Can the Hyperloop Catch Up with the Hype?: Musk Invites Feedback on his Ultra-rapid Transit Concept

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Elon Musk loves speed and he doesn’t suffer fools. “When the California “high speed” rail was approved,” he has written, “I was quite disappointed, as I know many others were too. How could it be that the home of Silicon Valley and JPL – doing incredible things like indexing all the world’s knowledge and putting rovers on Mars – would build a bullet train that is both one of the most expensive per mile and one of the slowest in the world?”

So while busying himself with space flight and perfecting electric cars, he has been pondering how to create a Hyperloop, an ultra-rapid transit system that would propel passengers through a tube in capsules and, he claims, make the 380-mile (610km) journey between LA and San Francisco in “about half an hour.”

On Monday, he spoke about the concept by phone with press, including KCRW, revealing some of the details on how it would work and feel.

“It would actually feel a lot like being in an airplane,” he said.  “So there’d be an initial acceleration and once you’re traveling at speed, you wouldn’t really notice the speed at all, so it would just feel extremely smooth, like you’re riding on a cushion of air really, and you wouldn’t feel lateral acceleration, side to side acceleration… That’s comparable to what you’d see in an airplane, and far less than you’d see in say a  roller coaster. It should just feel really super smooth and quiet and also there wouldn’t be any turbulence or anything.”

Musk and FA at TeslaOne caller asked how earthquakes would factor in to Musk’s claim that the Hyperloop could never crash. Musk (left, in conversation with Frances Anderton at the Santa Monica Tesla store) replied, “Obviously, “never” is a rather strong word. It’s just extremely difficult I suppose to crash. Unlike an airplane, it’s not really moving in 3 dimensions, it’s not going to fall out of the sky, nor can it be derailed, as a train can, and in the pylons on which the tube is mounted, to have earthquake dampers. It’s sort of similar to the sort of things you have in buildings in California, they are basically shock absorbers,  and you have two laterally mounted. . .  Now there’s potentially some earthquake that’s going to be so gigantic that it overcomes the dampers, but then again we have that same problem in buildings. So if LA falls down, well, I guess it will too. Relative to say a train, where you can’t really do that with tracks, it should be quite a bit safer.”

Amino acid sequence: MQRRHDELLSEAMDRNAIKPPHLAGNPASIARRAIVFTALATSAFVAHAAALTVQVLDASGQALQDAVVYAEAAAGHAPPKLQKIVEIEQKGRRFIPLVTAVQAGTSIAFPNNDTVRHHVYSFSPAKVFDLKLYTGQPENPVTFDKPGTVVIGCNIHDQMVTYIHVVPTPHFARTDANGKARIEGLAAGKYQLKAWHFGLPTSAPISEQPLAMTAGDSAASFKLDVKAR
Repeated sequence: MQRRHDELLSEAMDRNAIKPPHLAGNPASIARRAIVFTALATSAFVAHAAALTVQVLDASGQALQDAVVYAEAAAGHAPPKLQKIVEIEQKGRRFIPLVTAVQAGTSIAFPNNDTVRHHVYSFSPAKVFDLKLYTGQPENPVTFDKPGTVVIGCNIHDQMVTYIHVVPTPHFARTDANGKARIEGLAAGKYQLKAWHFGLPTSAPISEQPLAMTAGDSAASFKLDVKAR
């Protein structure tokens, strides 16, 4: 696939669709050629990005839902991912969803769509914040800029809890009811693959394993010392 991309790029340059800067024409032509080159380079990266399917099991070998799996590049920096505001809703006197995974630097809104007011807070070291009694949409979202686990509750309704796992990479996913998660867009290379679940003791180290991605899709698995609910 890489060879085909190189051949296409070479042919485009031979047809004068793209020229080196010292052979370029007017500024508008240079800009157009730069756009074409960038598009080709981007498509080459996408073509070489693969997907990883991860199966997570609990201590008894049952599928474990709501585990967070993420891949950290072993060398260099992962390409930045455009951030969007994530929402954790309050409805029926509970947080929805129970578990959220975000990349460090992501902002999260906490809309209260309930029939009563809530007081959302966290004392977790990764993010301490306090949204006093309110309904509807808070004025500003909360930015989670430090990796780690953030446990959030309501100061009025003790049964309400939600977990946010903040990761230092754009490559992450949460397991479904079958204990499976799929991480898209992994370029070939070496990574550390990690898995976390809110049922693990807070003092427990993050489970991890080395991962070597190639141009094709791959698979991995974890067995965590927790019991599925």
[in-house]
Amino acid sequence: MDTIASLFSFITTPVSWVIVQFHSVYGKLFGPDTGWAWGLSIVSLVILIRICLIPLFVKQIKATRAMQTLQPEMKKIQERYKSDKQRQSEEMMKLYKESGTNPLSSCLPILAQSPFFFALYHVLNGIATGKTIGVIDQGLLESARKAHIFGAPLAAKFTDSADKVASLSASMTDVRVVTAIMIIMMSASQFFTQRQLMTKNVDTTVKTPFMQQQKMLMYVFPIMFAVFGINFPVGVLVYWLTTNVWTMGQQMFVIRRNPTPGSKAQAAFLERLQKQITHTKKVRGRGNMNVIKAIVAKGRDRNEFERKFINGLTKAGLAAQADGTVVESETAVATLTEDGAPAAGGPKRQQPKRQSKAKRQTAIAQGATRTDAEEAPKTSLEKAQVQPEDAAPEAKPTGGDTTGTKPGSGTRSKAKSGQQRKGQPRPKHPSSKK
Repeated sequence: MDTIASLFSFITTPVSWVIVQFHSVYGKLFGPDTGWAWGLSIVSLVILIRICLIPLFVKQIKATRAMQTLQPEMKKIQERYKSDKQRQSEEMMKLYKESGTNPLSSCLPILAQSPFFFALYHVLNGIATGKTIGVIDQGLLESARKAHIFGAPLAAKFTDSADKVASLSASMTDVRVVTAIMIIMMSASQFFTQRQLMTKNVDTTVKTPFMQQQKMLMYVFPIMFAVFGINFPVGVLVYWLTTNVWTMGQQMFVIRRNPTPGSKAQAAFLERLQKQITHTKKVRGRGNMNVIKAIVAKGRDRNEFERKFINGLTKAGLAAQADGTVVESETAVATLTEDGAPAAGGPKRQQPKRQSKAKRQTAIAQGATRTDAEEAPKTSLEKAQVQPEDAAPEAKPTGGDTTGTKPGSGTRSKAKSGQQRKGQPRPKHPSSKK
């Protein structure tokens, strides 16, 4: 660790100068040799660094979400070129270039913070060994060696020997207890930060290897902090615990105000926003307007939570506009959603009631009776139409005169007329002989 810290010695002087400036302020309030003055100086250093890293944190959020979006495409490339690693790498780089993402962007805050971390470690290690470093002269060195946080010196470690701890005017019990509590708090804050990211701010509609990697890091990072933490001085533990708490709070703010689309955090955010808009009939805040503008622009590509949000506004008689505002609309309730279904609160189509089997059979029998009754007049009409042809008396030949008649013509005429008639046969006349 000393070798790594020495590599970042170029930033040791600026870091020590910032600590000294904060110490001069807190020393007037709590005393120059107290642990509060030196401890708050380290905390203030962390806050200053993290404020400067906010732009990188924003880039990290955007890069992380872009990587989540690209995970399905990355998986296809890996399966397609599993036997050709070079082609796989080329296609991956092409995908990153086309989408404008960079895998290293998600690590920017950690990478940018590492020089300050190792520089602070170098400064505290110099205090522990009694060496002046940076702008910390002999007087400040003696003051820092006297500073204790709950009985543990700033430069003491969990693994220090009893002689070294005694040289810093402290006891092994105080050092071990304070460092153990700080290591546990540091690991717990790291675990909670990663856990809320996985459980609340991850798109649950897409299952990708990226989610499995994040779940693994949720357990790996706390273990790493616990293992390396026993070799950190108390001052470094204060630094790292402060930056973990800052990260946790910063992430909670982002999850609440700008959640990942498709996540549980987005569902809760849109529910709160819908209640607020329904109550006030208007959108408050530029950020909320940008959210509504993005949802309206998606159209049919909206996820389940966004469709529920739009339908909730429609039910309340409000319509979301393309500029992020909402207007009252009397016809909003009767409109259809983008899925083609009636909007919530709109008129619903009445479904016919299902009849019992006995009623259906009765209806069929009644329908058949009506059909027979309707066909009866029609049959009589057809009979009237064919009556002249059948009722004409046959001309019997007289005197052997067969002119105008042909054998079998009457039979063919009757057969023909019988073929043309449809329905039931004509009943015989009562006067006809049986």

Another caller asked how the High Speed Rail Authority will react to his concept. Musk answered, ” I don’t think we should do the high speed rail thing, because currently it’s said to be roughly 70 billion dollars, but if one ratios the cost at approval time and the cost of completion time of most large projects, I think it’s probably going to be close to $100 billion dollars–and then it seems like it’s going to be less desirable to take that than to take a plane… California taxpayers are not only going to write off 100 billion dollars, but they are also going to have to maintain it and subsidize the ongoing operation of this train for a super long time like California’s Amtrak and that just doesn’t seem wise for a state that was facing bankruptcy not that long ago.”

He also expressed the desire to construct a prototype of the Hyperloop, but conceded that for now he is going to focus his energy on Tesla and Space X. Meanwhile, the Colorado-based company ET3 is working on making the Hyperloop a reality, while others question the viability of Hyperloop concept. USA Today, for example, talks to scientists who say that the concept is an update of the system, once a feature of newsrooms and department stores, that used negative air pressure to shoot capsules through pneumatic tubes, but that “traveling faster than a jet aircraft in a tube would be really, really difficult” with “heat and stress on the system” as “just two big factors.” 

For his part, Musk is crowdsourcing criticism and advice on the project; he has asked people to send feedback to or For more details on the Hyperloop, here’s the report that Tesla Motors released about the project, divided into a section “in everyday language, keeping numbers to a minimum and avoiding formulas and jargon” and a second section for “those with a technical background.”

Listen to Elon Musk and his chief car designer, Franz von Holzhausen, talk to DnA about the Tesla Model S: